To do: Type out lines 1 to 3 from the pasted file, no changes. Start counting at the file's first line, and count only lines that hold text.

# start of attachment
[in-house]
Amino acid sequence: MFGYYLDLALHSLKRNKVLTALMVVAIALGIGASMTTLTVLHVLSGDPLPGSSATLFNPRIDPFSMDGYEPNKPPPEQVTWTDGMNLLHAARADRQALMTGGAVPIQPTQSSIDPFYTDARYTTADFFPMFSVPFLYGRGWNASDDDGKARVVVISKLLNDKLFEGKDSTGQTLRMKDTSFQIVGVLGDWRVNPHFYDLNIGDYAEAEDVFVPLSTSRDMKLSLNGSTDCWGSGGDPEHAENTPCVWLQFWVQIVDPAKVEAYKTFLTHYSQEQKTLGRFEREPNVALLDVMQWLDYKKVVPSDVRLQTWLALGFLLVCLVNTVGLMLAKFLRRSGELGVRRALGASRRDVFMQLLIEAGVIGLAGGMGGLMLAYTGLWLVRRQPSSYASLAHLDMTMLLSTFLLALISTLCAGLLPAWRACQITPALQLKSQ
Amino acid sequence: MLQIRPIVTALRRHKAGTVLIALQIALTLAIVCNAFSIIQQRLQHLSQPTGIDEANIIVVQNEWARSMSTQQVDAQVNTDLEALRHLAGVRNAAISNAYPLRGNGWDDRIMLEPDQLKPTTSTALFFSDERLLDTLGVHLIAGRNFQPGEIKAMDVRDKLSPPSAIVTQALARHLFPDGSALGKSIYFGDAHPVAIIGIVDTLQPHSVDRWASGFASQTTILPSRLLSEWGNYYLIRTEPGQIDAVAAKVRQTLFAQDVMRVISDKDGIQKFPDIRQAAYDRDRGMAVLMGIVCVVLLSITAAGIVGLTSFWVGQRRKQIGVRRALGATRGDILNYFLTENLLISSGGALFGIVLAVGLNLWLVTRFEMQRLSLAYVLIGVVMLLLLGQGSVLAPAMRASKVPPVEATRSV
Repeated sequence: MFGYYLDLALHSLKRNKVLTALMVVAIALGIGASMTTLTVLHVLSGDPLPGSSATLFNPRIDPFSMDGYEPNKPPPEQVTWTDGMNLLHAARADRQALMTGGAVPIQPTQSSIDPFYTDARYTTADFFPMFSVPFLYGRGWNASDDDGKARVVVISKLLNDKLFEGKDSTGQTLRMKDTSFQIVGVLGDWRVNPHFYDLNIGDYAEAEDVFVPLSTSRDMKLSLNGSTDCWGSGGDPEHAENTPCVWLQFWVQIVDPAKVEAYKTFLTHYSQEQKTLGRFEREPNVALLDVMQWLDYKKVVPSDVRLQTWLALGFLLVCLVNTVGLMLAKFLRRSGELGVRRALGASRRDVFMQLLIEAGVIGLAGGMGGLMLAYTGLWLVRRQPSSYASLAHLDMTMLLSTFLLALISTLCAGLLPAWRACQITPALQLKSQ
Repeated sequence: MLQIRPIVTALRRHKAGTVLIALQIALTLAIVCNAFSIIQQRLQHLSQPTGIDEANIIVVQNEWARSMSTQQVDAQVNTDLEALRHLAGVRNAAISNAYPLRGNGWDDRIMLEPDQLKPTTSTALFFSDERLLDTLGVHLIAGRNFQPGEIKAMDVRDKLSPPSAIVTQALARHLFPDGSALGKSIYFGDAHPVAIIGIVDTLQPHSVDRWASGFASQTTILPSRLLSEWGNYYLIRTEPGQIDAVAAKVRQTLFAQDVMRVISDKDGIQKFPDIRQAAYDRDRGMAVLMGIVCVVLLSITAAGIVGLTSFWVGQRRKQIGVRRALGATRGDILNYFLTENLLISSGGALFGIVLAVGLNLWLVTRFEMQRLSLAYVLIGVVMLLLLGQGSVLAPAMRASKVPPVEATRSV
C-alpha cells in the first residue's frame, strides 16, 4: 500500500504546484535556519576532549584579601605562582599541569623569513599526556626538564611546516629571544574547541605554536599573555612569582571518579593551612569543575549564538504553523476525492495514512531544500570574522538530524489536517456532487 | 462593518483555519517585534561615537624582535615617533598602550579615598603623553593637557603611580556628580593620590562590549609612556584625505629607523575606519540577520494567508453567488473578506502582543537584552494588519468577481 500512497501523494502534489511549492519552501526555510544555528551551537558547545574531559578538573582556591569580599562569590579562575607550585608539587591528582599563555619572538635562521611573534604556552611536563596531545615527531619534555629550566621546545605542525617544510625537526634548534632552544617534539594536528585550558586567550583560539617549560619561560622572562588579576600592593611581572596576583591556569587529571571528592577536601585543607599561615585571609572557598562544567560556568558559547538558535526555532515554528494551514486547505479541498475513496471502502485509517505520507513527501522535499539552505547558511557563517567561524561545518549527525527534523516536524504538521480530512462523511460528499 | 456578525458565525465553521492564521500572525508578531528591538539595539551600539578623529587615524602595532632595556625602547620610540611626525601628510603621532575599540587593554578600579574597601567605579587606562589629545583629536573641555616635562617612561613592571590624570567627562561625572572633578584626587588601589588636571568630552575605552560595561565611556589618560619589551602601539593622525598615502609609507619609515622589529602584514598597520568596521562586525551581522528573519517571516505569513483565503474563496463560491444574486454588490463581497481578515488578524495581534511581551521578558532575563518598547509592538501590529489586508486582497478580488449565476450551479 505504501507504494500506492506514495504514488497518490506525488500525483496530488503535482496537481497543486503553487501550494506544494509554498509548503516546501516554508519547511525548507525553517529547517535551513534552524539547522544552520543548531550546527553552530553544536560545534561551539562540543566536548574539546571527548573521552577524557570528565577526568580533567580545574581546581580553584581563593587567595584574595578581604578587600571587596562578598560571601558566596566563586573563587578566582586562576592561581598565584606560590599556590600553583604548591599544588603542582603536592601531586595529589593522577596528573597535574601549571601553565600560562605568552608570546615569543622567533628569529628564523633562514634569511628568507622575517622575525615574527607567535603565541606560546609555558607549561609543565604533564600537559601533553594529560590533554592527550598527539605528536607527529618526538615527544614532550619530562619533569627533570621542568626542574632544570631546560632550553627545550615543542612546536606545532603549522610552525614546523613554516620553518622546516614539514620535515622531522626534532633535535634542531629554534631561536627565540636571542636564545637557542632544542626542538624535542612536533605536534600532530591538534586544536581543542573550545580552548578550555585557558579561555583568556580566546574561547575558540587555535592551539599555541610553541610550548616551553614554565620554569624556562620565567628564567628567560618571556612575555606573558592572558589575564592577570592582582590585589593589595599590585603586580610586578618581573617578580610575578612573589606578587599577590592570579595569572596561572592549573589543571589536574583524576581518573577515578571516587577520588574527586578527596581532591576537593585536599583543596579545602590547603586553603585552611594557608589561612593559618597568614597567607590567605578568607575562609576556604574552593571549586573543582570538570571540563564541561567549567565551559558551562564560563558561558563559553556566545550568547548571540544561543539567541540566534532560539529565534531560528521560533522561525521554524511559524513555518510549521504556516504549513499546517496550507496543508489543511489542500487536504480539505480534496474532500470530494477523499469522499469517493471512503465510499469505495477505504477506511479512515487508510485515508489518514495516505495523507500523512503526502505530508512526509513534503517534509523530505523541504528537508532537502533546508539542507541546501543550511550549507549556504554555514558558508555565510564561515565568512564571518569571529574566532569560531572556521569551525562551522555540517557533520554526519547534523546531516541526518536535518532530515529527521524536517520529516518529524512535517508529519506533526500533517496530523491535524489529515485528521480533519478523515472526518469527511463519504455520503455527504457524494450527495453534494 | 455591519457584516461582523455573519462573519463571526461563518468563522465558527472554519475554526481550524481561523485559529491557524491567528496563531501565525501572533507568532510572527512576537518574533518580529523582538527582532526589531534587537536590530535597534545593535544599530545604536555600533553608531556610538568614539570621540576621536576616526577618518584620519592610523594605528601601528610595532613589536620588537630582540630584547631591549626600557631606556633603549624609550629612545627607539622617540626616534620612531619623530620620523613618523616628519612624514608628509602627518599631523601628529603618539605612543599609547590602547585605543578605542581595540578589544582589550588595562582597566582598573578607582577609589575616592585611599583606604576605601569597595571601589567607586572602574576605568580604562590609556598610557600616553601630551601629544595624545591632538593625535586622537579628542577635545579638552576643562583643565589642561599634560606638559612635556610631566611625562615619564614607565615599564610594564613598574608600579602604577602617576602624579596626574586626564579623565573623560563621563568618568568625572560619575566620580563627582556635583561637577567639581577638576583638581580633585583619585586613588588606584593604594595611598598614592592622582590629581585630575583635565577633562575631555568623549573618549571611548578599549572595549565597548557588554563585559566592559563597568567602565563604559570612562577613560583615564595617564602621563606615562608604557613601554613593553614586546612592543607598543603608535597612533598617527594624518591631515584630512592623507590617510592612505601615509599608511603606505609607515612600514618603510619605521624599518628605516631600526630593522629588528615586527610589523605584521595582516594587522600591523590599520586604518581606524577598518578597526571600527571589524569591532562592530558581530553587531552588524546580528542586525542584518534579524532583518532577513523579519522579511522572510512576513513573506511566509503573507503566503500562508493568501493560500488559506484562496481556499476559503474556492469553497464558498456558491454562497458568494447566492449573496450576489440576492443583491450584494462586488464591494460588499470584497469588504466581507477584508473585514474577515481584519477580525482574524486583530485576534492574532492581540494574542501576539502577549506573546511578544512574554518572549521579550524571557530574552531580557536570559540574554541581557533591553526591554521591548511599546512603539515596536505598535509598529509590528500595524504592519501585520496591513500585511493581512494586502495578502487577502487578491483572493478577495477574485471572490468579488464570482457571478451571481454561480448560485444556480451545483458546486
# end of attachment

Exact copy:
[in-house]
Amino acid sequence: MFGYYLDLALHSLKRNKVLTALMVVAIALGIGASMTTLTVLHVLSGDPLPGSSATLFNPRIDPFSMDGYEPNKPPPEQVTWTDGMNLLHAARADRQALMTGGAVPIQPTQSSIDPFYTDARYTTADFFPMFSVPFLYGRGWNASDDDGKARVVVISKLLNDKLFEGKDSTGQTLRMKDTSFQIVGVLGDWRVNPHFYDLNIGDYAEAEDVFVPLSTSRDMKLSLNGSTDCWGSGGDPEHAENTPCVWLQFWVQIVDPAKVEAYKTFLTHYSQEQKTLGRFEREPNVALLDVMQWLDYKKVVPSDVRLQTWLALGFLLVCLVNTVGLMLAKFLRRSGELGVRRALGASRRDVFMQLLIEAGVIGLAGGMGGLMLAYTGLWLVRRQPSSYASLAHLDMTMLLSTFLLALISTLCAGLLPAWRACQITPALQLKSQ
Amino acid sequence: MLQIRPIVTALRRHKAGTVLIALQIALTLAIVCNAFSIIQQRLQHLSQPTGIDEANIIVVQNEWARSMSTQQVDAQVNTDLEALRHLAGVRNAAISNAYPLRGNGWDDRIMLEPDQLKPTTSTALFFSDERLLDTLGVHLIAGRNFQPGEIKAMDVRDKLSPPSAIVTQALARHLFPDGSALGKSIYFGDAHPVAIIGIVDTLQPHSVDRWASGFASQTTILPSRLLSEWGNYYLIRTEPGQIDAVAAKVRQTLFAQDVMRVISDKDGIQKFPDIRQAAYDRDRGMAVLMGIVCVVLLSITAAGIVGLTSFWVGQRRKQIGVRRALGATRGDILNYFLTENLLISSGGALFGIVLAVGLNLWLVTRFEMQRLSLAYVLIGVVMLLLLGQGSVLAPAMRASKVPPVEATRSV